If Cocaine is Considered a Drug, then Why Not Sugar?

Photo Credit: Image courtesy of Junk Kills. Campaign by University of Delaware Student Marta Shakhazizian Check them out on FaceBook!

Photo Credit: Image courtesy of the Junk Kills Campaign by University of Delaware Student Marta Shakhazizian Check them out on FaceBook!

CAYENNE, FRENCH GUIANA- Anyone who has ever drank soda or eaten any baked-good can identify with the feeling that comes before and after consuming something sweet. Beforehand, you feel as if you just “have” to have it. And once you have done so, there is that temporary feeling of fulfillment that is only offset by the fact that your body tells you, later on, that it wants more. So, what if those feelings can be attributed to more than mere cravings?

A 2013 study by the National Institute of Health explored the relationship between sugar and commonly known drugs such as cocaine and hyper-palatable foods (tasty food on crack). The aim of the study was to review the viability of sugar being a drug as more legislation develops in order to tax sugar or to overall ban it.

On a neurological level, the study found that consuming sugar mimics the reward’s process that is seen when cocaine is consumed; however, on a more natural level. The scientist who conducted the study cited choice experiments, which indicated that: when rats were given the choice to self-administer cocaine or sucrose, the rats developed “a strong and persistent preference for sucrose.” And moreover, the study cites other scientific works which provide evidence supporting the relationship between sugar withdrawal and heroin withdrawal.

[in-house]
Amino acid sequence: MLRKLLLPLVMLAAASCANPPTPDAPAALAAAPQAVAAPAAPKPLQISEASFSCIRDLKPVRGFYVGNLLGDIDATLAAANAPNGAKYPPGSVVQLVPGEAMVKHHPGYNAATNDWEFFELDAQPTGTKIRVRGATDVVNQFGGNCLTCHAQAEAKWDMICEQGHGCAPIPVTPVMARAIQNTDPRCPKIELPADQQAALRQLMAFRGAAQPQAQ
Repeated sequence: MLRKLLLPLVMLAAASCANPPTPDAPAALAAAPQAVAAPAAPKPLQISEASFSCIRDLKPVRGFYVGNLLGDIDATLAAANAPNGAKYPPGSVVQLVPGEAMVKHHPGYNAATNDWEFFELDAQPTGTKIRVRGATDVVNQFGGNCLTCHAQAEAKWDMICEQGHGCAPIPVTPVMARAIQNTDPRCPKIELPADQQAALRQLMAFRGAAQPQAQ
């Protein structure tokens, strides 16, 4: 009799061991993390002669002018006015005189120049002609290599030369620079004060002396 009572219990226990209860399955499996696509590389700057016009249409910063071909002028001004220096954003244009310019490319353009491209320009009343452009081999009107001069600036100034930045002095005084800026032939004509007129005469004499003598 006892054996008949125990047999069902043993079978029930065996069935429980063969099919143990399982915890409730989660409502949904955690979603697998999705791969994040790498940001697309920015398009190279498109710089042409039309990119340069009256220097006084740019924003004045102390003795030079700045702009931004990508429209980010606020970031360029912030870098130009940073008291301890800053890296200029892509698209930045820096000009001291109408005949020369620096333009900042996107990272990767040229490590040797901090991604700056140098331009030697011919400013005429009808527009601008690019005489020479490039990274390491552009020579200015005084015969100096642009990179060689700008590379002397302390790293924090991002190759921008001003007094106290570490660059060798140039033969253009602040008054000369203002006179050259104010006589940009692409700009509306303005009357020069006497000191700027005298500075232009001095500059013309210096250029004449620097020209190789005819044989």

A 2007 study by researchers at the University of Bordeaux concluded that the neurological rewards elicited when sugar is consumed can surpass those of cocaine. And, a 2013 Connecticut College study concluded that Oreos (a food high in sugar) can be compared to drugs of abuse in lab rats. It might seem simplistic to make large conclusions about sugar being a drug when tested in rats. However, there is a reason why scientist use rats.

Rats are often chosen in lab experiments due to their small size and short lifespan. But more importantly, they are chose due to their biological and behavioral similarities to human beings. When a rat is given a choice between cocaine and sucrose and they opt for sucrose that should raise red flags in the minds of many. The National Institute of Health study concludes that there is a relationship between brain activities when drugs are consumed in comparison to hyper-palatable foods. Nevertheless, they do say that much more research has to be done in order to back this conclusion on an empirical level.

At the end of the day, even if future results end up not supporting the belief that sugar is a drug, no one can deny the correlation between the foods in our global consumption economy that are often always sweet and the rise of Type II diabetes, obesity, and other tangent illnesses.

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The Politics of the School Plate